Slow Cooker Black Beans
Cooking dried black beans makes for easy, nourishing, and inexpensive meals. Find out how to make black beans from scratch the easy way – in the slow cooker crock pot!
Cooking dried beans is so easy! Ditch the cans and try homemade beans instead. You’ll save money and gain flavor. With the help of a slow cooker, dried beans practically cook themselves. Instead of mushy, high-sodium, beans from a can, cooking dried beans results in perfectly tender beans. This week I cooked a batch of dried black beans to use throughout the week in tacos, salads, and soups. I’m so glad I’ve finally made the switch from canned to dried beans. My pantry is now stocked with glass jars filled with beautiful dried legumes.
I’ve always used canned beans for their convenience. I’ve been meaning to switch to dried beans for ages, but just haven’t until now. During the week I’m often a last-minute cook, deciding the dinner menu based on what we have in the fridge. And that leaves no time for soaking and boiling beans. Finally it clicked that we use beans in multiple meals every week, so why not cook up a batch and store in the refrigerator. Cooked beans even freeze well, so my concern that they could go to waste didn’t even make sense.
Bean based meals have a few fantastic perks. I’ve heard some people say that eating a healthy, meatless diet must be expensive. In reality, plants can be much less expensive than animal products. For example, I can make a big pot of veggie chili for much less than it would cost to get my family fast food burgers. Second, beans are a great replacement for meat. Black Bean Burgers are always my preference over meat burgers. Try the Black Bean Burgers with Mango Avocado Salsa in my cookbook! If I haven’t convinced you, check out 7 Reasons Vegetarians Live Longer and you may just make the swap a few nights a week.
Black beans have many health benefits!
- Plant based protein. Cooked black beans have 15.2 grams of protein per cup.
- High in fiber. Cooked black beans have 15 grams of fiber per cup – that’s half the recommended daily value for an adult.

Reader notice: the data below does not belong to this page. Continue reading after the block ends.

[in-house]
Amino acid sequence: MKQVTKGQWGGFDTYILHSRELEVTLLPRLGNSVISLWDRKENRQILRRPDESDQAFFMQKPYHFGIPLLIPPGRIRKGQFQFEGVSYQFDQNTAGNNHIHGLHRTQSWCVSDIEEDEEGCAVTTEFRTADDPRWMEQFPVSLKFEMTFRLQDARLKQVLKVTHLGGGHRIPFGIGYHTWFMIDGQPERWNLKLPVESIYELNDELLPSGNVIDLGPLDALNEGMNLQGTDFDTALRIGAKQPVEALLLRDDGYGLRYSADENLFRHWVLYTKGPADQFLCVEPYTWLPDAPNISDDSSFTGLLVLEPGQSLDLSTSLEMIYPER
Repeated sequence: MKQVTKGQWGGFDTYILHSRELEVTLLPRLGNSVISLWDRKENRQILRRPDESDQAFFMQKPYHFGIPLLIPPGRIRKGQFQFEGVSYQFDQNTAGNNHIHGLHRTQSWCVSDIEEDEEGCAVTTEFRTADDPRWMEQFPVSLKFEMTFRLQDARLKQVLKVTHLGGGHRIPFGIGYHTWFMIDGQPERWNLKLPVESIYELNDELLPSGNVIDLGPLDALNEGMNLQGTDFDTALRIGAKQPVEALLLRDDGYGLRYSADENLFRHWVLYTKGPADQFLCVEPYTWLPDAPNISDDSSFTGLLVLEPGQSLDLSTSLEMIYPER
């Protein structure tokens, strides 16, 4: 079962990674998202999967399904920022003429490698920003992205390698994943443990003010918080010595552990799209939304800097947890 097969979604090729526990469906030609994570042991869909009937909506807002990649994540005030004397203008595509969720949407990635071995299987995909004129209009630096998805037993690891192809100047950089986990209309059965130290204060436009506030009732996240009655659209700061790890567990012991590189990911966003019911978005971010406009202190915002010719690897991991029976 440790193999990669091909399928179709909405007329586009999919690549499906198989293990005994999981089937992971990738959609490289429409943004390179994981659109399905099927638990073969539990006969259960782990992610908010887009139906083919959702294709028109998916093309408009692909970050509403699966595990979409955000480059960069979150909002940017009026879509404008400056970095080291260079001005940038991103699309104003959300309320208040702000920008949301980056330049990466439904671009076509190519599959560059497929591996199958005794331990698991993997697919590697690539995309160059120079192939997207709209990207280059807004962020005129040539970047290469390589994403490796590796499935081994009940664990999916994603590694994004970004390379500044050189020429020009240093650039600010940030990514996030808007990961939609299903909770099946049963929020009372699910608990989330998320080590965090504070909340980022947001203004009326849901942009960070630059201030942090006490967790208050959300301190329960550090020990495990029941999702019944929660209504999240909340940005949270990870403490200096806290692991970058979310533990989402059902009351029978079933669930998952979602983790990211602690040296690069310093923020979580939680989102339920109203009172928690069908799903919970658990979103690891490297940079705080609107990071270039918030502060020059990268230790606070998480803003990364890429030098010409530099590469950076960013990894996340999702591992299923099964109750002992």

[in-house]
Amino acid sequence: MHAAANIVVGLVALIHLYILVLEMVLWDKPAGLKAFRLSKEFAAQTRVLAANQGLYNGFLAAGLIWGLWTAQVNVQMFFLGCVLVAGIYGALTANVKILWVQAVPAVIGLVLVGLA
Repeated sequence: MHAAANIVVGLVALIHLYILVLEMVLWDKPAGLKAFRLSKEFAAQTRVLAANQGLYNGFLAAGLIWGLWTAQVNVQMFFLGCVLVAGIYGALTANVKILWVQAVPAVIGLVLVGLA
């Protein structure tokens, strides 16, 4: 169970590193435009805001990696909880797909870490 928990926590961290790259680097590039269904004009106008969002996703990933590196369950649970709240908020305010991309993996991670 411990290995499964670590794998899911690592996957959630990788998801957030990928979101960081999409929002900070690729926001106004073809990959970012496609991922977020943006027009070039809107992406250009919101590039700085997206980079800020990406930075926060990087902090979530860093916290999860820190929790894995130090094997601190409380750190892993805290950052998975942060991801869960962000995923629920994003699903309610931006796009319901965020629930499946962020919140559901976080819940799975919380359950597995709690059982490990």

- Heart health support
- Digestive tract support
- High in antioxidant and inflammatory phytonutrients source
How to Cook Black Beans in the Slow Cooker
There are just two steps and 1 ingredient needed to make black beans in the slow cooker.
Step 1: soak the beans in water overnight. Step 2: Cook. So dang easy, right? I’m sharing a seasoned black bean recipe below that is perfect for savory recipes. Of course if you’re planning to use these black beans in something sweet like black bean brownies, you’ll just want to use water.
Black beans are so versatile. Most kids I know (granted, we live in California) love burritos and tacos with beans. Cooked black beans were a staple when my kids were toddlers, as they are the perfect little finger food. Some friends even use black beans to make healthier brownies, though I’ve never really been a fan. If you’re making black beans, you might also need a recipe for Vegetarian Mexican Rice!
Updated March 2018: Since originally posting this recipe I’ve discovered kombu seaweed. Kombu is a great addition to beans, as it reduces the gas producing properties, and adds vitamins and minerals. Read more about kombu here. I picked up a pack from our local Asian grocery and add a 4-inch strip whenever I cook beans.
Slow Cooker Black Beans
Black beans recipe made simple in the slow cooker. Feel free to change up the spices any way you like. Sometimes I add a teaspoon of taco seasoning.
- 2 cups dried black beans
- 1 yellow onion, diced
- 2 cloves garlic, minced
- 1 tablespoon cumin
- 1 teaspoon sea salt
- 1 (4-inch) piece dried kombu (optional)
- Pick over the beans, looking for any little stones or blemished beans. Place beans in a bowl and cover with water. Soak overnight.
- Drain water and transfer beans to a slow cooker. Cover beans with about 2 inches of water. Stir in onion, garlic, spices, and salt. Add the kombu if using.
- Cook on low for 6 to 8 hours. Different slow cookers will cook the beans at different rates. Check your beans after about 5 hours and then every half hour until they are tender. Remove the kombu before serving.